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Modern circulators vs modern zone valves for small flow rates

I know this one has been discussed before, but there have been advances in pumps since the last I saw. I’m also looking for advice on my specific design, which has a relatively small flow load. I’m finalizing my radiant ceiling design, but know that my floor load is less than 4gpm, and I expect the total including ceilings, to be not much over 7….if they all run simultaneously. 4 circulators seems like overkill, especially since my basement zone will be less than 1.5 gpm. I like Taco’s Viridian 1816, and that solves some of the energy waste, but one of these circulators could easily power all 4 zones in my home, at half capacity. My Navien NCB 240e has an outdoor reset sensor, so this system should be running most of the day in the cooler months, all those watts add up. Are there design considerations that might be worth noting?

Multiple circulators create redundancy. Zone valves might save a little money. Zone valves save energy. What else am I missing?


  • Leon82
    Leon82 Member Posts: 684
    You would run the 1816 in pressure mode so it will adjust for the load as valves open and close.

  • hot_rod
    hot_rod Member Posts: 19,281
    I agree dedicated circs for such small gpm loads seems overkill.
    You could plot the system curve on the circ curve to get an idea where they will actually be running.
    A delta P circ and zone valves would be my choice.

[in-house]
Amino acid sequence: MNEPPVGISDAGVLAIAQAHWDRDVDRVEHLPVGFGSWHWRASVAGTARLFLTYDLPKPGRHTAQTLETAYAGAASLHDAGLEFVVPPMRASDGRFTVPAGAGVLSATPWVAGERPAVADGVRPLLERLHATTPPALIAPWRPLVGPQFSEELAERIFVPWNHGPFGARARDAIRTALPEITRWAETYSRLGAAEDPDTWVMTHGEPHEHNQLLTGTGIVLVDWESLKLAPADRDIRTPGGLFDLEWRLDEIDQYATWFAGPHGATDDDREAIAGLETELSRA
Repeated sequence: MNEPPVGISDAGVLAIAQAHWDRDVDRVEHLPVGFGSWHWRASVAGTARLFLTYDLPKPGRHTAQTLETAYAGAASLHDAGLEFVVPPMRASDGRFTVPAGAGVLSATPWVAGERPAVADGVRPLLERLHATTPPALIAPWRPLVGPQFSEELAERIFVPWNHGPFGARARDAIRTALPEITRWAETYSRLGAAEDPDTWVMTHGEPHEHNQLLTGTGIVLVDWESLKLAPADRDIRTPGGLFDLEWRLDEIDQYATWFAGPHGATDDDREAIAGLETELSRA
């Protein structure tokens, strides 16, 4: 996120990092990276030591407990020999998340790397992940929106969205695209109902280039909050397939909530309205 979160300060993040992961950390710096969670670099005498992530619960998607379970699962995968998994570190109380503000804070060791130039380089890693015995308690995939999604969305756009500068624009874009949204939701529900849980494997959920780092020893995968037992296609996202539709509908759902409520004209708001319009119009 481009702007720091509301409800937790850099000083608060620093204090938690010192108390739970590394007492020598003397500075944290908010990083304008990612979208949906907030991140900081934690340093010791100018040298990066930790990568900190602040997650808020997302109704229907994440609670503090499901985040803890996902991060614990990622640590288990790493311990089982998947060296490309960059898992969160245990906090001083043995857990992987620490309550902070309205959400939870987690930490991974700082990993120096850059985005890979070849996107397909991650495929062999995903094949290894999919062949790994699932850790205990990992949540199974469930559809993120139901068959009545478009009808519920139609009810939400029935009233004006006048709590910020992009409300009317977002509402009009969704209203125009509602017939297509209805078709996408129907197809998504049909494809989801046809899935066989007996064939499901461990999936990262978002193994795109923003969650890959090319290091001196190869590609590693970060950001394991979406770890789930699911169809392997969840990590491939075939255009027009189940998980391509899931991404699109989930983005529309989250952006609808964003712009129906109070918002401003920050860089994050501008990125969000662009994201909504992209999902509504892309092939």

Bob "hot rod" Rohr
    trainer for Caleffi NA
    Living the hydronic dream
  • Dave H_2
    Dave H_2 Member Posts: 526
    How about the 0018e? The difference between this and the VR1816 is the bluetooth connection to the circ. You can dial it in to exactly what you need and use even less energy. You can also get a real time shot of the wattage when running.

    Dave H.
    Dave H
  • hullabaloo
    hullabaloo Member Posts: 9
    Thanks Dave. I hadn’t seen that pump and wish I had, since I probably would have gone with it. If I could have found it in stock anywhere. It looks popular. I would be running it in constant pressure mode either way since I’m running zone valves, though it offers 9 curves instead of the 3 I bought. I don’t have a thorough understanding of head loss and it’s effect on other zones/manifolds, but I believe that the pump meets the demand of the zone with the highest head loss, then other lower head loss zones just increase the flow? In this case the 1816 that I have on order on “low” meets a 5 ft head, which would give me a 15° delta T. The 008e brochure is a bit blurry, but looks like I could get a 3’ head. Which I guess would allow me to hit a 20° delta T without restricting flow through the balancing valves and save a little money on pumping costs. Probably it won’t make a great deal of difference in the end, but the additional control and additional data appeals to the geek in me.
  • hullabaloo
    hullabaloo Member Posts: 9
    Thanks Hot Rod. I was slow to see your response (I need to somehow set myself up to be emailed when there is a reply) but came to the same conclusion in the end. As I told Dave, if I understand it correctly, running a variable speed pump in constant pressure mode on the lowest setting for a TACO 1816 should be perfect for my system. The last of the needed components arrives Monday, so I should find out soon!